Strategic Policing – A critique on the Random Patrol method

Elliot (1973), using the theory of probability, concludes random patrol as the most effective method to intercept criminal behaviour compared to stake out and continuous patrolling, where the offender cannot make predictions on chances of getting apprehended.

Larson’s (1972) ‘hazard or workload’ formulas talk about the quantification of police resource deployment for patrolling. Mulvaney (1975) gives the objectives, methods of crime prevention, activities and responsibilities of a patrol officer carrying out patrolling.

Wilson and Mclaren (1977) writes, “crime results from the coexistence of the desire to commit a criminal act and the belief that the opportunity to do so exists”. They highlight that the elimination or reduction of the factors of desire and opportunity is a basic police duty. They also suggest that patrol will continue to carry out the most important police function and its absence would result in lawlessness.

Among these readings I found Wilson and McLaren’s write up giving more credit to the strategy of random police patrol. Others have not provided that widely, the applicability and solutions to real life policing from their theories. I strongly believe that police visibility on the streets and largely in crime affected areas is the most effective strategy to repress crime and reassure the public of security. This must go with the effective and optimal use of police resources and also with greater public support. It’s not only repression of crime but also the public – police interaction, intelligence gathering that are other objectives achieved through this strategy. In the present scenario where criminal behavior is at a high with other forms of threat to the security of persons and property, the message or the evidence of police presence to both perpetrators and the law abiding citizen is of high necessity in order to achieve the policing objective.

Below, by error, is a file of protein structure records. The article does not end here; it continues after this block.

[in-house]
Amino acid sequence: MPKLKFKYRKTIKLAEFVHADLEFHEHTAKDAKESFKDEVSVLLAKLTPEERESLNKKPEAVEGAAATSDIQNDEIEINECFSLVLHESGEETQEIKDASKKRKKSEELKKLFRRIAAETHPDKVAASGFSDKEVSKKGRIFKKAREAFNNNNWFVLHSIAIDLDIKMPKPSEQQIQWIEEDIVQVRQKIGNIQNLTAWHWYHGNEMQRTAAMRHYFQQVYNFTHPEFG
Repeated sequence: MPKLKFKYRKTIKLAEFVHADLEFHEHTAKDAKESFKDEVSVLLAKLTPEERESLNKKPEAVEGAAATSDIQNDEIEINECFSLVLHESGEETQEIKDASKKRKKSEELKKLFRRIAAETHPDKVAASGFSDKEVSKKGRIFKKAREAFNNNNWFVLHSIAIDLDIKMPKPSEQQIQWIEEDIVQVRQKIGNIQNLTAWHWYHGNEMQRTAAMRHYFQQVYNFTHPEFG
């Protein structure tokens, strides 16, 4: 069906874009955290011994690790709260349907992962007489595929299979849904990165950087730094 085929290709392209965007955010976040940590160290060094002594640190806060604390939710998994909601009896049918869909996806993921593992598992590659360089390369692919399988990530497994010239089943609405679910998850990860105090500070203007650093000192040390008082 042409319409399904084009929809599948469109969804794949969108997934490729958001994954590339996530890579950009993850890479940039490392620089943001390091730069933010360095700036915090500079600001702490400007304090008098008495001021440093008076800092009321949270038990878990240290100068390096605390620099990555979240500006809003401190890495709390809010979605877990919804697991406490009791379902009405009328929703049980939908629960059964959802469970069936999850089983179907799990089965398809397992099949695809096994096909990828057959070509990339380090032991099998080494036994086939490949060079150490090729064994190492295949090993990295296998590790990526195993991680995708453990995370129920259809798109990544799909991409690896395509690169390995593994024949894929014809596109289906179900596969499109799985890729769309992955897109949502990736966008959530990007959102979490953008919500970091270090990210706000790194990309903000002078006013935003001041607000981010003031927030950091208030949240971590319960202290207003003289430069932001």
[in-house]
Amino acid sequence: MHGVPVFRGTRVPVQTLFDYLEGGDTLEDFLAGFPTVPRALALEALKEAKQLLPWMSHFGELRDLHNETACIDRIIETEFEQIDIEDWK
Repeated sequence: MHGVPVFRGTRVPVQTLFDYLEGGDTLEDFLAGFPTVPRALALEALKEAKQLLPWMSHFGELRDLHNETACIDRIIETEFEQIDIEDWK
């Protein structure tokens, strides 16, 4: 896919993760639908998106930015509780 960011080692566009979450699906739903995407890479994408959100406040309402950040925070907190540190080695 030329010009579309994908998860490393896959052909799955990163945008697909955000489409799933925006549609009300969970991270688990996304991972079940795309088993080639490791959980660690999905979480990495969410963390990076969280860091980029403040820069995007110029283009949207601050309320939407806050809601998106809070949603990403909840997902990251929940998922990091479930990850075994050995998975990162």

Readings:
Elliott, J 1973, “Theory of random patrol” in Interception patrol: an examination of the theory of random patrol as a municipal police tactic, Charles C Thomas, Springfield, Illinois, chap. 3, pp14-25,

Larson, R 1972 “Hazard or workload formulas” in Urban police patrol analysis, MIT Press, Cambridge, pp 36-40.

Mulvaney, R 1975, “Routine patrol” in Police operations and services, Davis Publishing Co., New York, pp 30-35.

Wilson, O & McLaren, R 1977, “Patrol” in Police administration, McGraw-Hill, New York, chap 16, pp 317-327.

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